Purpose: Children and adolescents living in youth welfare institutions often have a below average quality of life (QoL), for reasons that include developmental difficulties, history of traumatic experiences, and mental disorders. Youth welfare measures are needed that would have a positive impact, but there is a lack of longitudinal research on which measures are most effective. This study investigated what factors are associated with an improvement in QoL during residential stay.
Methods: Residents of youth care facilities in Switzerland and their professional caregivers completed questionnaires that addressed QoL, psychopathology, and experience of traumatic events at two time points. In addition, information regarding mental disorders was obtained through structured clinical interviews. Analyses were conducted on the data obtained from 204 respondents aged 11-18 years. Comparisons with a school sample were conducted.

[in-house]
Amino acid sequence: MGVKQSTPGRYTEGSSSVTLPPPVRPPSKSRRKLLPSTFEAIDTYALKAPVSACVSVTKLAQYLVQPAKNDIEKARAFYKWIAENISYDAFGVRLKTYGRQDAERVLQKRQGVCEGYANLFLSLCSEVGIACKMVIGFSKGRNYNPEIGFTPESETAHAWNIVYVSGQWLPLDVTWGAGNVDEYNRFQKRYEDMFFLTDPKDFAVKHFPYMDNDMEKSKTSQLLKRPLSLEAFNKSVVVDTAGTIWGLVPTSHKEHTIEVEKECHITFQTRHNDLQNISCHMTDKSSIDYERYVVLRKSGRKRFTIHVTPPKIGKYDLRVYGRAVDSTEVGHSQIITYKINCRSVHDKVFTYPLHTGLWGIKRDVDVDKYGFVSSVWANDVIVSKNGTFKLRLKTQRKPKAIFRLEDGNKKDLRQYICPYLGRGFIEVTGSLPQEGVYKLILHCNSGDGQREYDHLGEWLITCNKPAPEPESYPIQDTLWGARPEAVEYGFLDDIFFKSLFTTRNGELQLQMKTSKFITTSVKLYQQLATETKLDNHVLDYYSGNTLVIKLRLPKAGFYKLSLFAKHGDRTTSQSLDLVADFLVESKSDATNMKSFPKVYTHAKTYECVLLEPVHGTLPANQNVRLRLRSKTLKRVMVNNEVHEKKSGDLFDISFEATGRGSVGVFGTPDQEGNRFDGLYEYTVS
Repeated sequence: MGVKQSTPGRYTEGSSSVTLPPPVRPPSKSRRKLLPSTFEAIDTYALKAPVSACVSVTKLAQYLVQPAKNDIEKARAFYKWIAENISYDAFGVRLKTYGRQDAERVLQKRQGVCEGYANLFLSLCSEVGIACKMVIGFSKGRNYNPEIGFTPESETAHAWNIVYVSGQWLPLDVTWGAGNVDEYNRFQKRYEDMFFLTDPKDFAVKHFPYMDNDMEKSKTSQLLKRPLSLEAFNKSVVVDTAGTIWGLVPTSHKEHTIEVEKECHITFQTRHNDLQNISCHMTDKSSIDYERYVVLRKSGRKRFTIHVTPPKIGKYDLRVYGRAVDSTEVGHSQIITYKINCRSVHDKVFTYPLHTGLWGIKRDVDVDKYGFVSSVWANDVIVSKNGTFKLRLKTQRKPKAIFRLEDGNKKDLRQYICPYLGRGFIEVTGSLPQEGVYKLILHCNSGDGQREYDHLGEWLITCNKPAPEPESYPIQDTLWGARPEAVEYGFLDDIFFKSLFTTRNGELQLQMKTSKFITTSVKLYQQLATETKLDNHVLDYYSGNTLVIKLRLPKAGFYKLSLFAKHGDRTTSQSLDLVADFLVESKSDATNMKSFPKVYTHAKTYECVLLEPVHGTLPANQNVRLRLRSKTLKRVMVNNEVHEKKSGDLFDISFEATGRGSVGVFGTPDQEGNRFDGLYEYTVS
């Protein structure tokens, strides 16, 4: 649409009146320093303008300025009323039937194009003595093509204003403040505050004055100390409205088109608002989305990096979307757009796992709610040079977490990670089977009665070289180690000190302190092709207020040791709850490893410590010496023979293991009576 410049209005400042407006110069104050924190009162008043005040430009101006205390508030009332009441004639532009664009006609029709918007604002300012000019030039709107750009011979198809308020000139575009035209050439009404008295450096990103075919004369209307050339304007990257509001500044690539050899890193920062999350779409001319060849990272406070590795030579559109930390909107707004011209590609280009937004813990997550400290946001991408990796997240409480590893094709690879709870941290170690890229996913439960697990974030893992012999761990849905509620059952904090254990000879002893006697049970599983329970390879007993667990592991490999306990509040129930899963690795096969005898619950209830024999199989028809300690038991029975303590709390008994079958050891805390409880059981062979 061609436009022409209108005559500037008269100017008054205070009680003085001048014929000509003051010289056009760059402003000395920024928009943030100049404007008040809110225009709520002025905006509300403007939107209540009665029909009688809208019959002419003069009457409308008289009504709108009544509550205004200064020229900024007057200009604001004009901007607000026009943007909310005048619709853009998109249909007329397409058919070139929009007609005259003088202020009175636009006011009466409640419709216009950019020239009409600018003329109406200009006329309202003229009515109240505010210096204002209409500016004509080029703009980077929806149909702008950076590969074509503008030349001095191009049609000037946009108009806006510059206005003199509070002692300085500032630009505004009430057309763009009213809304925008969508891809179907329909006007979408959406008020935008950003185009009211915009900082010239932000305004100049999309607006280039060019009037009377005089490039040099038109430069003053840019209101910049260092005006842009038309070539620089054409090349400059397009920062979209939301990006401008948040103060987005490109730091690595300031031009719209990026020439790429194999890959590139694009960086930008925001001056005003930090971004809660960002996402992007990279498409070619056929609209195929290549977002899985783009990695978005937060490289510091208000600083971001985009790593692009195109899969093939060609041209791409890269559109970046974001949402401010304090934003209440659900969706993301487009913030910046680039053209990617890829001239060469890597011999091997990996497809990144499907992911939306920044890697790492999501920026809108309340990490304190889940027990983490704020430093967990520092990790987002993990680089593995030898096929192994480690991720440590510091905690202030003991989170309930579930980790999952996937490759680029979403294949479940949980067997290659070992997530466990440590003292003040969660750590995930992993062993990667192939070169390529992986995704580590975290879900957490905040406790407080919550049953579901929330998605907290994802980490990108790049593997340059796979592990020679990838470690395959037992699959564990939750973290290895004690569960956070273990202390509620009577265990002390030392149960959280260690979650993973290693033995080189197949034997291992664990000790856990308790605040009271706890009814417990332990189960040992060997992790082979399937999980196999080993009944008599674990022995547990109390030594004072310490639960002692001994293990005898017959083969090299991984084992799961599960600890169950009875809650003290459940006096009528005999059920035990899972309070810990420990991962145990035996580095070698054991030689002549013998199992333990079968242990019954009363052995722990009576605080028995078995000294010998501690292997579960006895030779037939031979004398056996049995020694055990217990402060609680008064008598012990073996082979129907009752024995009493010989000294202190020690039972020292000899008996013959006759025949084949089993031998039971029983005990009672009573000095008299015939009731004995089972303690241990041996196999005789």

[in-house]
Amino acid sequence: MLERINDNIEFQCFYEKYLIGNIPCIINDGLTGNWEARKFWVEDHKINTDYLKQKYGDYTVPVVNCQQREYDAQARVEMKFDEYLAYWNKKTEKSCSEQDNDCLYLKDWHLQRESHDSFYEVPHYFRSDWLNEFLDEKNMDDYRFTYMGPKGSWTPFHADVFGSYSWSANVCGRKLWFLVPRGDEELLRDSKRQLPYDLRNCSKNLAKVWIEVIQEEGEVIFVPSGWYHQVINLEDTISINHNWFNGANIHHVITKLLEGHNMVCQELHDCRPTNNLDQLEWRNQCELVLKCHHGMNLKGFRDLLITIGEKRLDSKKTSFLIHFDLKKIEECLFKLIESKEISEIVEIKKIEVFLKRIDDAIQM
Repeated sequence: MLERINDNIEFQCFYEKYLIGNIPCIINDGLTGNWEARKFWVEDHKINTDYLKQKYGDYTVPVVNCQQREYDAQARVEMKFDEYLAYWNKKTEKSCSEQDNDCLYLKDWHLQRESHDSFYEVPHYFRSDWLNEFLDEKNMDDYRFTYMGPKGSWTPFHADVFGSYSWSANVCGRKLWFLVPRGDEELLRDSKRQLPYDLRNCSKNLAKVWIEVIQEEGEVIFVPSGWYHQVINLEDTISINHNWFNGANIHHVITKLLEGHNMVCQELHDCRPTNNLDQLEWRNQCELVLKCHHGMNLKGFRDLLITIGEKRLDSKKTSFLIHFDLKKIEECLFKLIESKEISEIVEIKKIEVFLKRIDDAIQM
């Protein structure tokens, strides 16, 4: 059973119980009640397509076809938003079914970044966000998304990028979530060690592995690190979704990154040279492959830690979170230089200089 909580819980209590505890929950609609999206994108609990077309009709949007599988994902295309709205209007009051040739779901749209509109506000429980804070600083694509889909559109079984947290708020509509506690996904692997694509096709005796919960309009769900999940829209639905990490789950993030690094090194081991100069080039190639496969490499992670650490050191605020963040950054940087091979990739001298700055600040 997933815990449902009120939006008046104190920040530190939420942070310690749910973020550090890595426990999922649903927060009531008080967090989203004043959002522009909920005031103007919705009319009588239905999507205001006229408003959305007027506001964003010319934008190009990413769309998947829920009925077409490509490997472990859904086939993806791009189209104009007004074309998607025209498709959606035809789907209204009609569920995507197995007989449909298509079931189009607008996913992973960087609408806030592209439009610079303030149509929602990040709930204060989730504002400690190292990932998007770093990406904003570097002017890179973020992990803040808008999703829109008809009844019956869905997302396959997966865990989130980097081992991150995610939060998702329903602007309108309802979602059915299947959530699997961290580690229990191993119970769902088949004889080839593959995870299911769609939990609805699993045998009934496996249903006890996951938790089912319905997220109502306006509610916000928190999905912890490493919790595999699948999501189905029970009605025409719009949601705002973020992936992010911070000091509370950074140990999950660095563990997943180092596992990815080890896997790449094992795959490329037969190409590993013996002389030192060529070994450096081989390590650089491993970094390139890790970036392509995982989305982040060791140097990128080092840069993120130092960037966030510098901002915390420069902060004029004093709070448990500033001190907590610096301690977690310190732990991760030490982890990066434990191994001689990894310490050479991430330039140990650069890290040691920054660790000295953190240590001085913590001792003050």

Results: Compared to a school sample, a majority of participants rated their QoL equal, whereas their caregivers rated it as lower. Factors predictive of a poorer QoL were high levels of internalizing and externalizing psychopathology, presence of co-morbidities, and female gender. At the second assessment, the caregivers reported a small improvement, which was associated with reductions in both internalizing and externalizing psychopathology.
Conclusions: The finding that a reduction in severity of psychopathology may result in an improvement in QoL underlines the importance of providing professional support for mentally ill residents of youth welfare institutions. Further research is needed to determine the causality of this association.
Keywords: Inventory of life quality in children and adolescents (ILC); Mental health problems/psychopathology; Quality of life; Residential care; Youth welfare.